Researchers are reporting that the vast majority of Americans believe the United States should take the lead in space exploration. Even as private companies are emerging in the industry, NASA remains an absolutely necessary source of space discovery, according to study participants.
The research is focused on a national survey from the Pew Research Center of over 2,500 American adults. Around 80 percent of adults in the United States feel that the International Space Station has been a good investment, and strong public support for NASA is shared across political, generational, and gender groups.
Space exploration has changed drastically in the decades following the first landing on the moon by United States astronauts. Other countries have made major advancements in exploration technologies and private companies are investing more in the observation of outer space as well.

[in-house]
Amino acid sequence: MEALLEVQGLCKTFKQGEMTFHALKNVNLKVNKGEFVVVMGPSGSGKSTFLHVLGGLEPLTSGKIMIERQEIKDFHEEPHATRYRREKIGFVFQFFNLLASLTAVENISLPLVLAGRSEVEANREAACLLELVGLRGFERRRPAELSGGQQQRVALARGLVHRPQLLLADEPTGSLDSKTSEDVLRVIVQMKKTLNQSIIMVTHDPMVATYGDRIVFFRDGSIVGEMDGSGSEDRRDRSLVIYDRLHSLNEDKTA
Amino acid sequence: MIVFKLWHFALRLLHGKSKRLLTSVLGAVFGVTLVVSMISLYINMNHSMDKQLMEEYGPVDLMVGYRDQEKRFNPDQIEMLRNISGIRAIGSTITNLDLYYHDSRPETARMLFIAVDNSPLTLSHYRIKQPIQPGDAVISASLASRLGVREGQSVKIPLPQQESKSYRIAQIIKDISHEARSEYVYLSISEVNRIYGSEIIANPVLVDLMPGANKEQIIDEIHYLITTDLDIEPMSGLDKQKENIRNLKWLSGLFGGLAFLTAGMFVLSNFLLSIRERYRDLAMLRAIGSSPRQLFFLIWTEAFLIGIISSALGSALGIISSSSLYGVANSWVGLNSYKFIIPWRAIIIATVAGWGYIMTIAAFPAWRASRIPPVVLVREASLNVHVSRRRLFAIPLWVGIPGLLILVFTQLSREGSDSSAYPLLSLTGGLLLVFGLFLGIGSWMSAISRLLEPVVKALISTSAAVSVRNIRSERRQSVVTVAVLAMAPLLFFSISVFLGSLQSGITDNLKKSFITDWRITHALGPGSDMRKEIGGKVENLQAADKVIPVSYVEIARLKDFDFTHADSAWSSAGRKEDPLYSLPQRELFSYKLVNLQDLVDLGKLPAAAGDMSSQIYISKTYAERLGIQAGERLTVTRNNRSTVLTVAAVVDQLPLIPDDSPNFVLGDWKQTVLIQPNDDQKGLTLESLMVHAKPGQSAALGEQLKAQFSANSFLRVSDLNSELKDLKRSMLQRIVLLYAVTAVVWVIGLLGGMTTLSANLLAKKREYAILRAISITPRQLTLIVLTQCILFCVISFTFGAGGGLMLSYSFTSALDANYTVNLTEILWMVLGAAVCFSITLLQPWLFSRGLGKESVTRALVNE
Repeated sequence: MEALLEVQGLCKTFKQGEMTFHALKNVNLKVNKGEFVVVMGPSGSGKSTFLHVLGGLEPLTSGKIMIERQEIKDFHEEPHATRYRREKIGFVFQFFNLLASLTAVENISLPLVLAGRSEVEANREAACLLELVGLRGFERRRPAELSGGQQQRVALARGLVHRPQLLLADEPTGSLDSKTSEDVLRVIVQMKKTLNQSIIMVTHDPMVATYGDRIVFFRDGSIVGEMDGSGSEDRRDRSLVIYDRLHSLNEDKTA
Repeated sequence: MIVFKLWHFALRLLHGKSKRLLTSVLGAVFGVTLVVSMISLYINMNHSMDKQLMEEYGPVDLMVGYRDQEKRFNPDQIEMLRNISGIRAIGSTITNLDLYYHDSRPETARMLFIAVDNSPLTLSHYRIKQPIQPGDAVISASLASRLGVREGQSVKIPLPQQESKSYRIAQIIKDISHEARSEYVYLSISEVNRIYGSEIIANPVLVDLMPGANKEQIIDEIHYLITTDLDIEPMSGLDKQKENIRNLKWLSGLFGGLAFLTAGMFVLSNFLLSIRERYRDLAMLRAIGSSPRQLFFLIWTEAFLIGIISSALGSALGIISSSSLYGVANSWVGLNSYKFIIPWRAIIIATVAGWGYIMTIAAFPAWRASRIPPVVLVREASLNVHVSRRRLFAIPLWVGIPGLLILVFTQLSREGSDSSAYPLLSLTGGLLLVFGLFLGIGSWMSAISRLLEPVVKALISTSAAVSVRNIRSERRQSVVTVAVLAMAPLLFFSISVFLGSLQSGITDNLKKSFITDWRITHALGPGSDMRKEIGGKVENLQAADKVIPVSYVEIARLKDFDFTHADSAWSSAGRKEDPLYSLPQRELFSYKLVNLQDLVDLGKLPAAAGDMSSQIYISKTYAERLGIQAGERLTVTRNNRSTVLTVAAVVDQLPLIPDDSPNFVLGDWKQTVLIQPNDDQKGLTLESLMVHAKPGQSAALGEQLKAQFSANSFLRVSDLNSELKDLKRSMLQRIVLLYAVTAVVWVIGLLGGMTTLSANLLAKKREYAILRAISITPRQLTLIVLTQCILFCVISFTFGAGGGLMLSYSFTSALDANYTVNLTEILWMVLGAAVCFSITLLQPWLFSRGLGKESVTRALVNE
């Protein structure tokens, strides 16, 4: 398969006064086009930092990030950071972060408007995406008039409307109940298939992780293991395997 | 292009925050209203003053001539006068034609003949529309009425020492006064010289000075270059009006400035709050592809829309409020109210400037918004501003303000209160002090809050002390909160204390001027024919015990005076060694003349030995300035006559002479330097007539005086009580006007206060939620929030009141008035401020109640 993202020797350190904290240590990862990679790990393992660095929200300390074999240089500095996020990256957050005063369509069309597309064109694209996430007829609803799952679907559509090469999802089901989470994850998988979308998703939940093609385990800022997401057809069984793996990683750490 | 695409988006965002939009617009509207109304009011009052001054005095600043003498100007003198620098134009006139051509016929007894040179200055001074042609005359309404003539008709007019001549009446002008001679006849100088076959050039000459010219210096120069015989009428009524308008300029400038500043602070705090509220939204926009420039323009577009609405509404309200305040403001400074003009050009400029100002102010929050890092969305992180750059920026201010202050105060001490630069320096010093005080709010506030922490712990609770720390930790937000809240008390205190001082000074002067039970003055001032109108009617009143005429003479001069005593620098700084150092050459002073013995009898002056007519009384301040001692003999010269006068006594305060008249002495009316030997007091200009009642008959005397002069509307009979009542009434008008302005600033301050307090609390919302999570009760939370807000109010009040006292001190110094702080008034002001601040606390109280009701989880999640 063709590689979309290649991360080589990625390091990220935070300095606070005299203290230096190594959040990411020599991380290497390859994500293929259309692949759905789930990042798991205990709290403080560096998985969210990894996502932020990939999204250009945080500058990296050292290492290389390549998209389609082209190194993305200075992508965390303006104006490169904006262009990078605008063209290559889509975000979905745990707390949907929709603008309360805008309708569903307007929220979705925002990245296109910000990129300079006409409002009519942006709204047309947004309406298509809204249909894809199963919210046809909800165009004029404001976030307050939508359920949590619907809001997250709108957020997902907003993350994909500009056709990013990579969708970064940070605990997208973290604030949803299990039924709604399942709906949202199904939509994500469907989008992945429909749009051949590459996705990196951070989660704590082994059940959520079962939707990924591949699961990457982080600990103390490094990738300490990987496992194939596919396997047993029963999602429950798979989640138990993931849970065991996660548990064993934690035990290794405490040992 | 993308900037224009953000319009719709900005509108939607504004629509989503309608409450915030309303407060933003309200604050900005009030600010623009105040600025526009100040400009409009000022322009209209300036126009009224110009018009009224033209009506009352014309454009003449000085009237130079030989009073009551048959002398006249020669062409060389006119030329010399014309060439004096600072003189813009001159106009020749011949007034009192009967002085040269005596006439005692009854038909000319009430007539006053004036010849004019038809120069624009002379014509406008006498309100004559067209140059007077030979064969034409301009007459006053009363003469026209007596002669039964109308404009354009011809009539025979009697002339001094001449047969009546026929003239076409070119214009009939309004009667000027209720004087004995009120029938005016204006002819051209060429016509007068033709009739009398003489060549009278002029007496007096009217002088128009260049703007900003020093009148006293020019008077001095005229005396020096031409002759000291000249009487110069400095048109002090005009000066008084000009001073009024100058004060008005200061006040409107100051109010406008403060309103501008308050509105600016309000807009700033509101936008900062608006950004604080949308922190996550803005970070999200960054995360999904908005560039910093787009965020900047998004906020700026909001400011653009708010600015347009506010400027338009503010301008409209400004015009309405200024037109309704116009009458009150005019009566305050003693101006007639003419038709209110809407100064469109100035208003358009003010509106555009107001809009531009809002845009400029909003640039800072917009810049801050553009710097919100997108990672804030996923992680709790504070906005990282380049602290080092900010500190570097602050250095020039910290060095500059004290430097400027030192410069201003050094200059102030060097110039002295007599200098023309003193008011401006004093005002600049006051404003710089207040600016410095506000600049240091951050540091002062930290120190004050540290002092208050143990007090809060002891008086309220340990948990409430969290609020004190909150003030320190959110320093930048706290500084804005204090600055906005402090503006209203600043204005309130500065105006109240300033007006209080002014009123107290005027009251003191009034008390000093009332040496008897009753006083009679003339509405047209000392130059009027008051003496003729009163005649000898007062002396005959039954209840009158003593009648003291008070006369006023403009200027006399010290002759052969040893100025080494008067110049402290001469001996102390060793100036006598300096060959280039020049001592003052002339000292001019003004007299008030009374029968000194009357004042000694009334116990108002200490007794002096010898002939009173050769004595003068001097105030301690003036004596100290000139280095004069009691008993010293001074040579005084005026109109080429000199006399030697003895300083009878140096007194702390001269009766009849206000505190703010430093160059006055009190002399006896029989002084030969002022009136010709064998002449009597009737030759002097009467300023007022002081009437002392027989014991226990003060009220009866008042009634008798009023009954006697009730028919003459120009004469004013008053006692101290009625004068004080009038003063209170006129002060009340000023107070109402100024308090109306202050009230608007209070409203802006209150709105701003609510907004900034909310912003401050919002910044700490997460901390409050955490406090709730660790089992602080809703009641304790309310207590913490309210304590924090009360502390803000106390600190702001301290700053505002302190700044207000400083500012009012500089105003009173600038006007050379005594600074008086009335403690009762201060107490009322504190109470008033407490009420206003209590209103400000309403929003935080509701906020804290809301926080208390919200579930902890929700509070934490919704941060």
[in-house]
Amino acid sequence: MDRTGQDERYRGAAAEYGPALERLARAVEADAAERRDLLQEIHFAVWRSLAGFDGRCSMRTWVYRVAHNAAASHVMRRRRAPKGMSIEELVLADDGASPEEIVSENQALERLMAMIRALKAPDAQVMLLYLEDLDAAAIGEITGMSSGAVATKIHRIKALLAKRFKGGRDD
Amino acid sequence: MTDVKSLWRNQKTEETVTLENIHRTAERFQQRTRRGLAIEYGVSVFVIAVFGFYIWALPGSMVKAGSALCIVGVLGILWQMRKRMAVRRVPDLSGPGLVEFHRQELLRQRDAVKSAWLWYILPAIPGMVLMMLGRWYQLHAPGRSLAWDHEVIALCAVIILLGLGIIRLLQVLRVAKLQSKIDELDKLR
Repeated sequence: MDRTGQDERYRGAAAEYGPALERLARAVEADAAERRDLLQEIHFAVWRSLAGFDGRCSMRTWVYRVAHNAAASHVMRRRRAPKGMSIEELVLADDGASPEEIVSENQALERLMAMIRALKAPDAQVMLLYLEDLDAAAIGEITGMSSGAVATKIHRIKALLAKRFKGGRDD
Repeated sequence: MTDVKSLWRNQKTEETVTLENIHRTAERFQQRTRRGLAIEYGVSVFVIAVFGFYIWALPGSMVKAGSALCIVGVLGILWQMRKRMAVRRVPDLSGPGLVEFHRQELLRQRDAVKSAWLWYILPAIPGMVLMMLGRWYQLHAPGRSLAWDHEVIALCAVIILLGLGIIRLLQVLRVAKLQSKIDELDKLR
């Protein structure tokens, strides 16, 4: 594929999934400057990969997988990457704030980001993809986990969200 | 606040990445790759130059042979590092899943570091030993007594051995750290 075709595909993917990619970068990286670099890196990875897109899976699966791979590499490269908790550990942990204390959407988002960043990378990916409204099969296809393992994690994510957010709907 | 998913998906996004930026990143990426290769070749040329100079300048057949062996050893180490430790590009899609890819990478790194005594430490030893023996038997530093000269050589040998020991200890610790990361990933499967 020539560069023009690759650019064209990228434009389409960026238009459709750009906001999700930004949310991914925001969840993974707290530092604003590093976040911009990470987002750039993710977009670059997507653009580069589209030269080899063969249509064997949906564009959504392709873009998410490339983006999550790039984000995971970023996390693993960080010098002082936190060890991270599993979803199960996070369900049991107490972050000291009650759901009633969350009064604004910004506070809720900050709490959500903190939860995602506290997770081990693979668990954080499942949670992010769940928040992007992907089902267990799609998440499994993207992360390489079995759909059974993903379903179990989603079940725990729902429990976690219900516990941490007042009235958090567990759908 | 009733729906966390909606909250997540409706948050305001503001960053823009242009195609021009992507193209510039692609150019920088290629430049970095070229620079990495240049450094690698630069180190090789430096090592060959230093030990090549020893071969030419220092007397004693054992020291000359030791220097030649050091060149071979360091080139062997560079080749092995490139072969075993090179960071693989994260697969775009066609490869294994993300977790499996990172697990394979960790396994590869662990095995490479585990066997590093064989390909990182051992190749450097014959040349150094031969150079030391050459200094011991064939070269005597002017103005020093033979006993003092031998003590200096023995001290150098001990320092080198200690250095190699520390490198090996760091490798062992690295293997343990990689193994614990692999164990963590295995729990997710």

Around 65 percent of Americans believe that NASA’s role in space exploration is essential, while 33 percent say that private companies could make sufficient progress without NASA’s involvement.
Across nine specific NASA missions, the majority of participants believe the priority should be monitoring key parts of the Earth’s climate system or monitoring asteroids and other objects that could hit Earth.
When given the choice of humans or robots in future NASA space expeditions, 58 percent of American adults believe that human astronauts are essential, while 41 percent say that humans are not essential to these types of missions.
Around half of Americans share the opinion that people will travel routinely to space as tourists over the next 50 years. However, 58 percent say they have no interest in taking this trip themselves, stating that the trip would either be “too expensive,” “too scary,” or that their age or health would not allow it.
The full report from the Pew Research Center can be found here.
By Chrissy Sexton, Earth.com Staff Writer